We were fortunate enough today to be able to tag along for with De Ark van Noah (Noah’s Ark). De Ark van Noah is a not-for-profit service that brings animals into the lives of disabled and elderly people. And it’s absolutely brilliant in every way.
The Ark includes all sorts of animals, big and small including a pig, sheep, miniature cow, donkey, cats, dogs, chickens, a rooster, rabbits and a guinea pig. Each animal has been specially chosen for it’s placid and gentle nature. They live their lives in the way other animals of this sort do. The donkey lives in a field, the pig lives in a sty, the dogs live in people’s homes and the cats live on a farm. But when there is a booking, the animals are all gathered together in a specially fitted van and taken to visit the clients.
We sat and watched as elderly people with dementia patted cats, played a singing song game with one of the dogs, talked to the guinea pigs, giggled at the rabbits and one guy was even supported to take a dog for a walk like he used to when he lived at home. The sheep slept at one lady’s feet and the pig snuffled around the room exploring the scents and eating the lettuce leaves dropped off the laps of the people holding guinea pigs. Each person petting an animal had a little mat placed on their lap to protect them from dirt and animals were moved around as needed. It was amazing to see people who might otherwise be non-verbal or just sitting in their chairs come to life as they felt the soft animal fur in their hands.
Paul has been working in disability and aged care for over a quarter of a century and said he’s never come across this type of activity at home. There are petting zoos for children but not this type of interactive initiative that allows the elderly or others to have animals sit on their laps. Perhaps it exists and he hasn’t come across it but then it must not be so common.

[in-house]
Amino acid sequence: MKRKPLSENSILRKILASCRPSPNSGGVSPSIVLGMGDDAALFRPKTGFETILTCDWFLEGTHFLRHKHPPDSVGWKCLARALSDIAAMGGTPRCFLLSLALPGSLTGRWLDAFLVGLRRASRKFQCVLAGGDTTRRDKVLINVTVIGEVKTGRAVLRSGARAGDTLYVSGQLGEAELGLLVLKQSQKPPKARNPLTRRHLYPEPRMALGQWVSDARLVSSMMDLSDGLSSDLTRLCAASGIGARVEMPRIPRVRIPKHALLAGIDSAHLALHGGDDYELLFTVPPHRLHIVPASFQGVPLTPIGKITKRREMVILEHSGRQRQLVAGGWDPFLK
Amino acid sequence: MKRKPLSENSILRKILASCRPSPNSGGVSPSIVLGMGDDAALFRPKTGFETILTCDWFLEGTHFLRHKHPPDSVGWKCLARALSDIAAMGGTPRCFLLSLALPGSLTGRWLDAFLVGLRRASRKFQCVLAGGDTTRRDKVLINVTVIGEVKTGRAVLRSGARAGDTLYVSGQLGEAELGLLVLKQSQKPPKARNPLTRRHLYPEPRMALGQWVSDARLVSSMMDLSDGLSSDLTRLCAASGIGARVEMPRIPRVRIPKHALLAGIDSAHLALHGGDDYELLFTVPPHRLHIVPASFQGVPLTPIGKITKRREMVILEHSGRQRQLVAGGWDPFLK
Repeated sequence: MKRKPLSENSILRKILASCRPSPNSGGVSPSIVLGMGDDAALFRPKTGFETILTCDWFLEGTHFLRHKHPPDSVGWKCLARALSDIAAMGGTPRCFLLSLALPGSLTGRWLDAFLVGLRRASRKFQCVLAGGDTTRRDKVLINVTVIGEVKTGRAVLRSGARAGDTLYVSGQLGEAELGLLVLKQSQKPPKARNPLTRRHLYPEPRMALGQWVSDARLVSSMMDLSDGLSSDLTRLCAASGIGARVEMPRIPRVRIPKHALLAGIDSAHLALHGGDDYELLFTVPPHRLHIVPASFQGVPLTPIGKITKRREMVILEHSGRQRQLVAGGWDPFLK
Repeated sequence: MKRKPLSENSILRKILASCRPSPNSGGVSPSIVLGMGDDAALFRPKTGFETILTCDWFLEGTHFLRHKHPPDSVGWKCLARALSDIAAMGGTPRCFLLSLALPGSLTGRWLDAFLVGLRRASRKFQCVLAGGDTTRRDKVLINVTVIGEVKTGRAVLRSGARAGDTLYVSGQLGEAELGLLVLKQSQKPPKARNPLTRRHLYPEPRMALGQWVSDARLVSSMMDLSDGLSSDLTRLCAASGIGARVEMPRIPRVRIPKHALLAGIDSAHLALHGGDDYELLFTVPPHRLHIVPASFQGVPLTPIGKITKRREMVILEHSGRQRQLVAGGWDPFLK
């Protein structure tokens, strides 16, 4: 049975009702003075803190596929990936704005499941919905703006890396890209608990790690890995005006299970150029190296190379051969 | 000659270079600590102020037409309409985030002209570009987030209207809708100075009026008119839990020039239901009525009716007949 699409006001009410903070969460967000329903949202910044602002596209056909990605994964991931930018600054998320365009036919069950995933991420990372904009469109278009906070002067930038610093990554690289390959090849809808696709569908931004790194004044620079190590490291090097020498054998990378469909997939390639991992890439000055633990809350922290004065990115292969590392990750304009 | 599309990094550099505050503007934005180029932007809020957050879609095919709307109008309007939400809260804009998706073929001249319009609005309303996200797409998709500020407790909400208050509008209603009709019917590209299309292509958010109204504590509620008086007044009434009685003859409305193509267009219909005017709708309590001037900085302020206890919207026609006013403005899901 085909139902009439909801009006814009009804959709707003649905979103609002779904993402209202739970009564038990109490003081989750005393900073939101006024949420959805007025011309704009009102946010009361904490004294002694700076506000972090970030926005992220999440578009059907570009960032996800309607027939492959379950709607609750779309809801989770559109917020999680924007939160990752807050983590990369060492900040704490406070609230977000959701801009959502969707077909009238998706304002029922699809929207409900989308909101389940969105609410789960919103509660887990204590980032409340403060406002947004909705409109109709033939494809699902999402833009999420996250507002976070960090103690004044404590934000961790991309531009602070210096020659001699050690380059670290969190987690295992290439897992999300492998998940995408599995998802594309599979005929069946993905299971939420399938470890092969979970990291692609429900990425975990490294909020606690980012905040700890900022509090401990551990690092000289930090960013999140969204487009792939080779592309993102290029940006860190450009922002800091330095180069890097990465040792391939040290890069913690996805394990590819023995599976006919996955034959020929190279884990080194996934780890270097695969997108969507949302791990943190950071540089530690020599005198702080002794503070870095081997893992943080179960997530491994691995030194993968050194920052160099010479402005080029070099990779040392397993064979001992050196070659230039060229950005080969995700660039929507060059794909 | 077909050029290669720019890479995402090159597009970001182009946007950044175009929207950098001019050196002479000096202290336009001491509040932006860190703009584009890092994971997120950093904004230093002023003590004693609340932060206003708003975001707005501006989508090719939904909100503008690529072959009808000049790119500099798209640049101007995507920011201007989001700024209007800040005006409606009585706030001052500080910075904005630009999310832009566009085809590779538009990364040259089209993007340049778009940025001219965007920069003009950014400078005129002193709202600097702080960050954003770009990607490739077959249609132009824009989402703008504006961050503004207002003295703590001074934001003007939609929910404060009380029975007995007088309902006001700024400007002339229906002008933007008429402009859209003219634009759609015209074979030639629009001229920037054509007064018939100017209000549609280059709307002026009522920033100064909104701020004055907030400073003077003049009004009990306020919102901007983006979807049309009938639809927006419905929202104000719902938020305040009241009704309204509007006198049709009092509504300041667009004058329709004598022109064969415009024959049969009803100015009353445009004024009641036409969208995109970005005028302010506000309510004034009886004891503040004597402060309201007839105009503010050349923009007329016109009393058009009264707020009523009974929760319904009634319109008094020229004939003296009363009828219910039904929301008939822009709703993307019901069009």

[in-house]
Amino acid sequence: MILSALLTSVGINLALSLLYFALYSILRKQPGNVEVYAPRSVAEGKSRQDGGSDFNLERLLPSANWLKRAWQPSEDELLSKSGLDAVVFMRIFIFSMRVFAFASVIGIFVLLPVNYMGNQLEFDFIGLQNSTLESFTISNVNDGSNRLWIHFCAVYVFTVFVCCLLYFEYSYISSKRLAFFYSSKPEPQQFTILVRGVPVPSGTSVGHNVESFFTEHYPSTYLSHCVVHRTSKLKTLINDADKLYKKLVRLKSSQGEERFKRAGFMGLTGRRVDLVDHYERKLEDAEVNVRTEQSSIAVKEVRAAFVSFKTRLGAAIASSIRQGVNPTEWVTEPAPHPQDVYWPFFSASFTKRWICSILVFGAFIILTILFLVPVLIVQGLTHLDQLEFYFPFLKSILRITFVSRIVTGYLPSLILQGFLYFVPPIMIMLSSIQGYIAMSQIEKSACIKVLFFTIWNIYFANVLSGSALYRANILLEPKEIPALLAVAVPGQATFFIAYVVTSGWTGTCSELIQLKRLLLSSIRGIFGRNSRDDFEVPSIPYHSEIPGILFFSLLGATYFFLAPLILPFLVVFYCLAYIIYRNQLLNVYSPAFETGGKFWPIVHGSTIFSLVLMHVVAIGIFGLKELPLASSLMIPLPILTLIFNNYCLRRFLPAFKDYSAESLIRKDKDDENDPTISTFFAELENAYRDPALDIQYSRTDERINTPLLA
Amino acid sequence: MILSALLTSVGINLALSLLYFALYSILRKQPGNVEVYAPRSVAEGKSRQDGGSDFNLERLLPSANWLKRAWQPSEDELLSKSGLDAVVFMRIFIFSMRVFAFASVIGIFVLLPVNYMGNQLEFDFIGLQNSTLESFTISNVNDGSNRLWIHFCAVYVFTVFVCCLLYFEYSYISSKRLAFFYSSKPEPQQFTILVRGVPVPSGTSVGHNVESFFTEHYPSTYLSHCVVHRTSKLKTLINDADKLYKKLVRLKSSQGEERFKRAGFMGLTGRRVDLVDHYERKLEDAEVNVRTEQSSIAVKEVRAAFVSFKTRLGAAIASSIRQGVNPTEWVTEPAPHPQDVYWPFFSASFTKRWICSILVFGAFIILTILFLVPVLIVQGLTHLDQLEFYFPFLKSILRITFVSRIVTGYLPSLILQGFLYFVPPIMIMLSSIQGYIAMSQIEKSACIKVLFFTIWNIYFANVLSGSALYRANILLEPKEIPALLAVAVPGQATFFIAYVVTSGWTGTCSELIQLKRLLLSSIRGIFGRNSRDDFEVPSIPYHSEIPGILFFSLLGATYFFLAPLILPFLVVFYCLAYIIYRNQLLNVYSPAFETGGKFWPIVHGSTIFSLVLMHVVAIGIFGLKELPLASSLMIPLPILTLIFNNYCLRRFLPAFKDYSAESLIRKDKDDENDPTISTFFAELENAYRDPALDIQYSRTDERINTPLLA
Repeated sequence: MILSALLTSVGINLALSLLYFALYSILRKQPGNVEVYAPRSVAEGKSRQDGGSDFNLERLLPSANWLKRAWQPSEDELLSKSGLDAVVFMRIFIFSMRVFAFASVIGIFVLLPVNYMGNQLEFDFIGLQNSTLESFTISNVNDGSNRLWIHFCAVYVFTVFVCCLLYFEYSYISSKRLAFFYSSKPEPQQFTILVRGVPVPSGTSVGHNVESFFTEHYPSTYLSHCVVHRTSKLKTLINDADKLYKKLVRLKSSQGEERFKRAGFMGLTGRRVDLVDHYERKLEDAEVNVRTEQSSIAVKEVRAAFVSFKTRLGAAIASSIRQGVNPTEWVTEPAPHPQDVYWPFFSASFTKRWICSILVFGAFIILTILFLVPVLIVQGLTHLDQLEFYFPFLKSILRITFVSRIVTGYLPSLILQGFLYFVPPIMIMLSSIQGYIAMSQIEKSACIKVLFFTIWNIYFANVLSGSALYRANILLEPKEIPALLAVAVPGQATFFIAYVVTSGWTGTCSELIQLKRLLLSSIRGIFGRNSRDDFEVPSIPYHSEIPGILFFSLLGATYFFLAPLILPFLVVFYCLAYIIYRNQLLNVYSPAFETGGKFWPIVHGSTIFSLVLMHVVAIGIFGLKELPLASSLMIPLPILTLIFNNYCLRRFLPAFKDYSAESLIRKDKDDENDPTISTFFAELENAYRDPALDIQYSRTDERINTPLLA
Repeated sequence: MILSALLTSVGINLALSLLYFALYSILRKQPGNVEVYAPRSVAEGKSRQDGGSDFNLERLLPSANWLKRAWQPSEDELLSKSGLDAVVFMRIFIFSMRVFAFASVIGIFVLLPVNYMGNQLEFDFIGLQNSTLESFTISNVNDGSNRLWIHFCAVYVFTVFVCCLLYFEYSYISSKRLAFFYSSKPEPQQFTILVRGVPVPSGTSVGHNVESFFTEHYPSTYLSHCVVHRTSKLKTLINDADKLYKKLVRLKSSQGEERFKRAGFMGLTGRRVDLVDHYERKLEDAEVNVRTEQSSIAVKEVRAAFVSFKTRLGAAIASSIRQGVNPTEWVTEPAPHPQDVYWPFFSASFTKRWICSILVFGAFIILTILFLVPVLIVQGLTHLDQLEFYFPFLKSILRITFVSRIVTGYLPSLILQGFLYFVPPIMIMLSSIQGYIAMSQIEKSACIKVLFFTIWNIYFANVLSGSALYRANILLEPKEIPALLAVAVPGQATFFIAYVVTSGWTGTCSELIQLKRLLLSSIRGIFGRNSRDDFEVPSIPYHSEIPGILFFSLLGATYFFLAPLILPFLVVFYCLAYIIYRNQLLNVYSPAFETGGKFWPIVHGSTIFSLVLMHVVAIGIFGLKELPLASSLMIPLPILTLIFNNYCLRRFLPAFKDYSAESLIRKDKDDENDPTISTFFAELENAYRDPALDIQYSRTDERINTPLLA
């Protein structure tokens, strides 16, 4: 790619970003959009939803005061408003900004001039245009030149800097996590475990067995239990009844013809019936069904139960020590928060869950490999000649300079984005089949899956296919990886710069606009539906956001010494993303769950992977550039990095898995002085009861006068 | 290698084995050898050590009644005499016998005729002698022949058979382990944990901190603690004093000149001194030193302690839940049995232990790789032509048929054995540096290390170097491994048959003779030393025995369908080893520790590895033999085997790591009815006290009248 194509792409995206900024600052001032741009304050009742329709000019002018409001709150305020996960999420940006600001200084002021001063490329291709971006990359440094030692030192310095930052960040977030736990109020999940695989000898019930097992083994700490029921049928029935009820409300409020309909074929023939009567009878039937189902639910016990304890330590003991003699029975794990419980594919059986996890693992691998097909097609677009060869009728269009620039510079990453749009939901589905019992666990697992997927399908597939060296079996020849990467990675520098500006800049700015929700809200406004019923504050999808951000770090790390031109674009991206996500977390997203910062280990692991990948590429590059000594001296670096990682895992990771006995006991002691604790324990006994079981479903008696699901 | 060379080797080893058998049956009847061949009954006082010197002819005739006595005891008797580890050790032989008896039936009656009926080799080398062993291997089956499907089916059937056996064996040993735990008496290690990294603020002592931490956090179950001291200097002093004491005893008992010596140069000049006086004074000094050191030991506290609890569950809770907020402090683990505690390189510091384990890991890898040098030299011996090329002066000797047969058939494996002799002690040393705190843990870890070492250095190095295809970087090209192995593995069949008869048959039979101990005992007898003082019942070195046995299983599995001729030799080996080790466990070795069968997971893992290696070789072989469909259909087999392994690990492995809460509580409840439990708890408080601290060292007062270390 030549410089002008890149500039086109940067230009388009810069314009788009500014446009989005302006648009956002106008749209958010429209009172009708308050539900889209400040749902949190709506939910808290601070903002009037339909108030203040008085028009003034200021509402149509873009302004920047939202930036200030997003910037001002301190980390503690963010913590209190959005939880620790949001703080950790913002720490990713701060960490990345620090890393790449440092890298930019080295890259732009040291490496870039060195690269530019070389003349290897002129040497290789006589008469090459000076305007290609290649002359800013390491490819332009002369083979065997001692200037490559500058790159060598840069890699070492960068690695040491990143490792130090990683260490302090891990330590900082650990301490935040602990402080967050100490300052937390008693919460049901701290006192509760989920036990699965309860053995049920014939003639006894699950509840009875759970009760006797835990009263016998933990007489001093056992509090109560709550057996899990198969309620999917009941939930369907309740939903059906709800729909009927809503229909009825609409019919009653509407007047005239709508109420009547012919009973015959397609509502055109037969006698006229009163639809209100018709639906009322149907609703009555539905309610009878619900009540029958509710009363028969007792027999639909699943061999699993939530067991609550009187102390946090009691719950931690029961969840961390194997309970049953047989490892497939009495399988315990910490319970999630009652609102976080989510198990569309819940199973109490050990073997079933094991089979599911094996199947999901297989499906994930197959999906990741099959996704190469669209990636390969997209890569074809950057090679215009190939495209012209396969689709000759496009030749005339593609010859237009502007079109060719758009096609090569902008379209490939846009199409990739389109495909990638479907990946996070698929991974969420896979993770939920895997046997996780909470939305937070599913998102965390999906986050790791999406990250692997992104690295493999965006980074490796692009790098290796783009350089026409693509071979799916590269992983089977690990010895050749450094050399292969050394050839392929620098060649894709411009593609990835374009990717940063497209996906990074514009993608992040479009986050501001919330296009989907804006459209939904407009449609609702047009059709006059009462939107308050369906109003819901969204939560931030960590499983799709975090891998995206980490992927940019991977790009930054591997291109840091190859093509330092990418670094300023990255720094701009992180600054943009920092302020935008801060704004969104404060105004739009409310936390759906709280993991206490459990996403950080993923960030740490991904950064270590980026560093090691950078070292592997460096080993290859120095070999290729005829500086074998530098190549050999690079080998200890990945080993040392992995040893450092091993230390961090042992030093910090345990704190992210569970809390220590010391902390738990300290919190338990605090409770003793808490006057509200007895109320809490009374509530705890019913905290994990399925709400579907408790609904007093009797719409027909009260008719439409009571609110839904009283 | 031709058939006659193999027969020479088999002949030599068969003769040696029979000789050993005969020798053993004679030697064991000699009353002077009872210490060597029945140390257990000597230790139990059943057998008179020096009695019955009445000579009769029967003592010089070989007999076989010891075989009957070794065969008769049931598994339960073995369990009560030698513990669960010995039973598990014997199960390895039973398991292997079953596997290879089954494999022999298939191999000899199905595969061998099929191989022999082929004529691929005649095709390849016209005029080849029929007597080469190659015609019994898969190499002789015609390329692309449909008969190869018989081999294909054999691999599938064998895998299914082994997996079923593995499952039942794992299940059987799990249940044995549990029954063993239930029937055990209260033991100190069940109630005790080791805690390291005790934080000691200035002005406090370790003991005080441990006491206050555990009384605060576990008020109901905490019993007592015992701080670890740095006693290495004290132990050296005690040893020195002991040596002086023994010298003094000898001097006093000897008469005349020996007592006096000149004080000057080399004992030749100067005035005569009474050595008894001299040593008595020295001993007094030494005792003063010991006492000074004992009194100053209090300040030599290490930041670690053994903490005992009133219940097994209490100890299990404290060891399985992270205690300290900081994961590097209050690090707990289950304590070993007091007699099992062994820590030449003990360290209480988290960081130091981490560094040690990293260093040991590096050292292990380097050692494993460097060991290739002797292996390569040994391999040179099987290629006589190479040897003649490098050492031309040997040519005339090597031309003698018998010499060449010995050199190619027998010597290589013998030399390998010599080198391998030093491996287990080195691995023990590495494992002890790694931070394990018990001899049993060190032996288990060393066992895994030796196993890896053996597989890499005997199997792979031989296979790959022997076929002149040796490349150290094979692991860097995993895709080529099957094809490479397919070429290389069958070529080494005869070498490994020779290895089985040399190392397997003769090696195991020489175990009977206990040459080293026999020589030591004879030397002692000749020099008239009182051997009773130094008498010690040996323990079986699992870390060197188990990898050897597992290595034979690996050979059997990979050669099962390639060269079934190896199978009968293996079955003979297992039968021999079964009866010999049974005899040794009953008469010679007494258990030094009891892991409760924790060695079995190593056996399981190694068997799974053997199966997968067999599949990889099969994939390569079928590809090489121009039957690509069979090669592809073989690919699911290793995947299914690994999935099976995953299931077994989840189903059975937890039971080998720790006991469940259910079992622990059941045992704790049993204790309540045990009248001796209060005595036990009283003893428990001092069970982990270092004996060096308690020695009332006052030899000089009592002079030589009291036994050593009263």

I have been so impressed by the range of accessible and inclusive services available in Holland. There was the ropes course that you can use with a wheelchair, the normality of mobility bikes including those for wheelchairs and side-by-side tandems, and now the Ark just enhances my perception of how much is lacking in Australia. It’s a question of population and money. Just purchasing the wheelchair bike has set me back about $AU9,000 and that’s before I get the bill for import duty and Australia’s Goods and Services Tax. So I can understand that there are barriers for us being on the other side of the world. And things are changing with beach wheelchairs now being produced in Australia (I purchased one late in 2015 but even there the cost was $AU4,500) and a greater push for accessibility. But wouldn’t it be amazing to have an Ark van Noah at home to bring the joy of animals into our aged care homes (yes, I know … hygiene etc but if it can be done in Holland then why not in Australia).